The anonymization process is quite similar to what computers and other network nodes do when they send and receive packets and frames. TraceWrangler has a parsing engine that dissects the frame from Ethernet up using "parsers" (Ethernet being the only layer 2 protocol at the moment that a parser exists for). Each protocol or layer is processed by a specific parser that understands that protocol/layer and can extract information from it. It is important to know that parsers may not understand all aspects of a protocol; for example exotic TCP options are not parsed and thus the information of these options are not accessible. So basically, TraceWrangler will take a frame apart layer by layer, stopping only when there is nothing more to parse or when it doesn't have a parser for the next protocol. Right now, DHCPv4 is the only protocol that it can handle above layer 4, as you can tell from the list of supported protocols. When there is further data after the last layer that TraceWrangler could parse, it will be kept as payload in a byte buffer.

Other sanitization tools

The biggest difference between TraceWrangler and other trace file sanitization tools is that everything it does is always focused on keeping the result as true to the original as possible, in a way that you can still perform network analysis (and network forensics, hopefully) on it. E.g. it will not randomly replace an IP address like the Google DNS ("") by blindly "rolling the dice", which may end up in something like "" - which is never seen on a real network and would make any kind of analysis of the packets impossible. It will also try to keep the frame sizes as close to the original as possible, and it will not mess around with the timings. At all. If it does, it's a bug.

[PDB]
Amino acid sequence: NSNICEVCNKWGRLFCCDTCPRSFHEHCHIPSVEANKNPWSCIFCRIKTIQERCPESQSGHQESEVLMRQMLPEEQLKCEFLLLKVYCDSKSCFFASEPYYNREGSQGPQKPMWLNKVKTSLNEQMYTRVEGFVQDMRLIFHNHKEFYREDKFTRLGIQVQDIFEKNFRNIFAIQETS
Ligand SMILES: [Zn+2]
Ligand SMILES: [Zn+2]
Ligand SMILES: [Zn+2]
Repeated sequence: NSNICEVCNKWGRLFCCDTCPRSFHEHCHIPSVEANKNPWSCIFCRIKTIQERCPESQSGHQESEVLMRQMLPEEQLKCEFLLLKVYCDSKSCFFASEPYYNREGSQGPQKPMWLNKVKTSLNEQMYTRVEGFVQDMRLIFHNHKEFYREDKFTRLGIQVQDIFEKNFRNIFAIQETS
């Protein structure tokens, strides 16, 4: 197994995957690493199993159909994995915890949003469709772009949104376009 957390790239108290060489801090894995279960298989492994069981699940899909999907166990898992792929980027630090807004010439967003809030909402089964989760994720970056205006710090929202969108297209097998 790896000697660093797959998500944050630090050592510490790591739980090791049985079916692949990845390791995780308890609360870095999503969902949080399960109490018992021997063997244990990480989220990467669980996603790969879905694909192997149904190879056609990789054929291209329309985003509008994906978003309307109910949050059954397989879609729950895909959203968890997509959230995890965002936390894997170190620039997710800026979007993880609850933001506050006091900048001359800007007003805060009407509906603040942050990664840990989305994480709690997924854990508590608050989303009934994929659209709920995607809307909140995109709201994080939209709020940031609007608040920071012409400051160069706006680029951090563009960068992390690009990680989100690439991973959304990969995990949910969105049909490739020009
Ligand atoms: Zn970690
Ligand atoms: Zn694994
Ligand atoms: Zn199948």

Parsers are the modules that dissect the frame content. I could have called them dissectors (like Wireshark does), but since they are a completely different code base I decided to call them parsers to avoid confusion. Wireshark is the king of dissectors, and I'll never get even close to what those can do :-)

After parsing the layers, TraceWrangler will reassemble the frame from top to button, going the other way than it was parsed. This is necessary because some layers depend on information of higher layers. E.g. TCP needs to calculate the CRC including the TCP payload. Also, this is the only way that layers can be left out (like VLAN tags), and to perform Defensive Transformation. That means that nothing that TraceWrangler did not understand while parsing a layer will be written to the new frame (unless you configured it to). E.g. in case of an exotic TCP option it will not make it into the sanitized frame because TraceWrangler can't be sure if it contains sensitive data.


The modules TraceWrangler uses to create the new, sanitized layers are called "assemblers". To be able to sanitize a protocol or a layer the according parser and assembler must exist. Right now there are some protocols where I have parsers for, but no assemblers yet, e.g. DNS. So until I find the time to code the according assembler, DNS cannot be sanitized.